A melting pot of cuisines: New York

Many people ask me, why New York or Chicago?  My trips almost always revolve around food.  Like many cities in North America (New York, Chicago, San Francisco, Vancouver), they are made up of people from all over the world.  A melting pot of cuisines.  For me, nothing connects a person to another better than sharing a meal.  I am truly my happiest enjoying a meal, you gain a sense of the society that immediately surrounds you, and an appreciation of all that is good in this world – our diversity.  These cities provide all of this, in abundance.

This past weekend I spent my time in New York.  In preparation for my trip I had reduced my ever growing food and wine notebook to a short list.

Food & Wine:

Bar Boulud (UWS): I had pre-arranged to attend Michael Madrigale’s (Chef Sommelier, Bar Boulud) first Tasting Table of the year; Bordeaux Wines.  We had the pleasure of tastings from 6 different estates (both red and white, all ‘08’s): Château Grand Mayne, Château Fortet, Château Poujeaux, Château Prieure-Lichine, Château L’Arrivet Haut-Brion, and Château de Fieuzal.  I had some favorites, I was surprised by a few, and some perhaps I need to try again.  A very enjoyable experience all around.

BXL East (Midtown): I have a small love for this place; Belgium at heart, with a fantastic yet manageable list of European beers, mussels in abundance, and pommes frites with mayonnaise.

Ciano (Flatiron District): This restaurant caught my eye early on as the owners had acquired the services of John Slover, the Sommelier once at Bar Henry and one of the first in town (to my knowledge) that started the new trend of half bottle service.  He is also great to work with as a client; I can ask questions about the wine and not feel pressured or confused.  He suggested two Italian wines that he had half bottles or glasses of that night.  The half bottle and BTG programs are great for someone like me: either dining alone and/or would like to try varieties that perhaps a bottle price is more than the wallet can provide.   I knew I would not be able to finish everything I ordered, however, there were many things I wanted to taste:  mixed olives (I love olives and really would make a meal out of them if allowed), crostini topped with Dungeness crab (suggested by one of the bartenders), veal meatballs with polenta, and ricotta cavatelli with duck sausage and swiss chard.  Planning ahead in my mind, knowing that the following morning, I would be at LGA waiting for my flight drinking Au Bon Pain “coffee”, I ordered the biscotti for the morning.  In all of this I had several interesting conversations with other patrons, and staff.  It was truly a very pleasant and stimulating night for me.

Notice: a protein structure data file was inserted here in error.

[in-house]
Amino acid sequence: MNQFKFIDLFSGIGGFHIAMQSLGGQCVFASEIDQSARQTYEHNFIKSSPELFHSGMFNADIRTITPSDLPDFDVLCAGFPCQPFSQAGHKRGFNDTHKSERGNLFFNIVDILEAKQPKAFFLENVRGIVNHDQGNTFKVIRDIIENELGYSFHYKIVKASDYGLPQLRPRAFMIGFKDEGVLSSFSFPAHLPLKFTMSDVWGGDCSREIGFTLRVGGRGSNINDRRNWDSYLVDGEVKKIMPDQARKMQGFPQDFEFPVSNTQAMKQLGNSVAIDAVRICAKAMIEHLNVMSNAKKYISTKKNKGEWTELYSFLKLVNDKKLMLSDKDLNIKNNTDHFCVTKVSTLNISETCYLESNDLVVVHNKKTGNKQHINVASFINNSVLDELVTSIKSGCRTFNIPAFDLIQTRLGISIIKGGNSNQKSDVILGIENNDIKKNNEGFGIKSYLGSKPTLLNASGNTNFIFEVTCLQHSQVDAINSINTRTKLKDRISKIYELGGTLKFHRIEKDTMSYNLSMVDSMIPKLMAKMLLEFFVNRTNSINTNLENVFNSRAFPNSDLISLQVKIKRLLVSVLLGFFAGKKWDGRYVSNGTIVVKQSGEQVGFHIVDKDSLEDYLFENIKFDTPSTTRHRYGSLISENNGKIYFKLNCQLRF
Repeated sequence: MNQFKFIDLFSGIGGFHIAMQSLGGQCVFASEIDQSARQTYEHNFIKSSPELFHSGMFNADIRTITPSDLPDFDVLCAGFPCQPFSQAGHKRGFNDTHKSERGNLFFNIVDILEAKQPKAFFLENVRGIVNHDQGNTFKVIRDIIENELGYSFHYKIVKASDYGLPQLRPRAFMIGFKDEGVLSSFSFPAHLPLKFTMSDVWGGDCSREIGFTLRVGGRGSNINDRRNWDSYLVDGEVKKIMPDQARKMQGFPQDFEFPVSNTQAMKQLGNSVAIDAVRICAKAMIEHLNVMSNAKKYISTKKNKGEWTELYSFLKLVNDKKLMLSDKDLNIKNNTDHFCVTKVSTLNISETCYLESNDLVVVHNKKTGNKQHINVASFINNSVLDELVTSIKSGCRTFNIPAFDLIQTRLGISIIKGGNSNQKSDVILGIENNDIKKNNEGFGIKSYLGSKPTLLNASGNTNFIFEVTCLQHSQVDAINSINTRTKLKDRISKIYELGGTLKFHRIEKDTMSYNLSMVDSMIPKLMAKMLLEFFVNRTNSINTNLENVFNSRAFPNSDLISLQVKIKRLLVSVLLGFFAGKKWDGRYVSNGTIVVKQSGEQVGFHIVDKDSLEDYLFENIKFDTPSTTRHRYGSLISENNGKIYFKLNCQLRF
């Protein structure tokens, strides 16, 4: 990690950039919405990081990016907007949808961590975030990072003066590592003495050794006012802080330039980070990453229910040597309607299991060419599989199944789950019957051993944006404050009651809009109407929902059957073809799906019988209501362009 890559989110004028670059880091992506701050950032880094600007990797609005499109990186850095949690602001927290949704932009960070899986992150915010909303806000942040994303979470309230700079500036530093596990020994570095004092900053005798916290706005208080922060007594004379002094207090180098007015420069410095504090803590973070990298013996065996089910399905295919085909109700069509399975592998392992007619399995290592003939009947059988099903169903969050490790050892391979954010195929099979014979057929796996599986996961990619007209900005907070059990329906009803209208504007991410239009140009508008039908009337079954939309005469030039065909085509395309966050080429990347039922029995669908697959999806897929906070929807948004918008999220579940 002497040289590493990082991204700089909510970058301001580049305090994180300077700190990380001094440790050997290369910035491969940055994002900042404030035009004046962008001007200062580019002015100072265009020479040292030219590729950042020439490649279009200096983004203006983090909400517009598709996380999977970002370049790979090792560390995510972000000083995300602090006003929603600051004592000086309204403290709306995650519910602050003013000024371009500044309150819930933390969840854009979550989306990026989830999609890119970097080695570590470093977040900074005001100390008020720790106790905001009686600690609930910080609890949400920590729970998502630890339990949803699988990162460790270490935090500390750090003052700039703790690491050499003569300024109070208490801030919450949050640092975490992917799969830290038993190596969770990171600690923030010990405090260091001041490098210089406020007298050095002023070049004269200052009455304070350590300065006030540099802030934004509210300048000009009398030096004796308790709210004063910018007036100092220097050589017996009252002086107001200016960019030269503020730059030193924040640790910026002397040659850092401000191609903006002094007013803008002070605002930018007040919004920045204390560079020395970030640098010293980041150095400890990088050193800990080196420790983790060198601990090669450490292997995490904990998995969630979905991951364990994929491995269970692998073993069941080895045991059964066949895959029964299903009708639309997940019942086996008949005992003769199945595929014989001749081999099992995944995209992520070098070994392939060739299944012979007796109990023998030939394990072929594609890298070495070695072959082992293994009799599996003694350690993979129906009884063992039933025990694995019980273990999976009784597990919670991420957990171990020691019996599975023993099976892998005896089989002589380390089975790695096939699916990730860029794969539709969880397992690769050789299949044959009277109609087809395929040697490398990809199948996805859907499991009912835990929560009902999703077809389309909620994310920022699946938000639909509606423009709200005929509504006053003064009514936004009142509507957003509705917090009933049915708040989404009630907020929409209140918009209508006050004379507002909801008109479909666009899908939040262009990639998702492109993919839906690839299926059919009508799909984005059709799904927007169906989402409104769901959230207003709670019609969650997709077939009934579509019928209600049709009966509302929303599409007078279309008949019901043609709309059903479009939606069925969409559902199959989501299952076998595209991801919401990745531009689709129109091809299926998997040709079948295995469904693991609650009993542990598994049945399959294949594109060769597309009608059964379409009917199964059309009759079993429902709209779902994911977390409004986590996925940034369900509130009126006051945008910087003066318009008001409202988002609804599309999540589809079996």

Ess A Bagel (Midtown): I love this place for breakfast, perfect everything bagel (sometimes I do just cream cheese, other days it’s the egg and cheese sandwich).  For me, this is my favorite bagel place.

John Dory Oyster Bar (Chelsea):  This is a very “hip” place to be (it’s located inside the Ace Hotel), however, you will see all sorts eating here.  I sat next to two gentlemen, (I am estimating) one in his late 70’s early 80’s, and one in his late 40’s early 50’s.  They too had read Sam Sifton’s NYT review, and in fact had it with them for reference while ordering.  Over our late lunch that we shared at the bar, we had several interesting conversations; including some interesting facts about 100lb+ fish tanks that flank over head the bar.  The oyster pan roast is divine, however I recommend sharing it.  I had no trouble finding a spot at the bar; however, it was well past the lunch crowd.  The bartender was also kind enough to bring me a cappuccino from Stumptown, which was excellent.

Surround these meals (along with a few from the vast selection of food trucks), with time at the Met, and walking the snow lined streets of Manhattan and you have a very pleasant, very rewarding time amongst an immense collection of cultures.  I have also added to my notebook for next time. 

Cheers!



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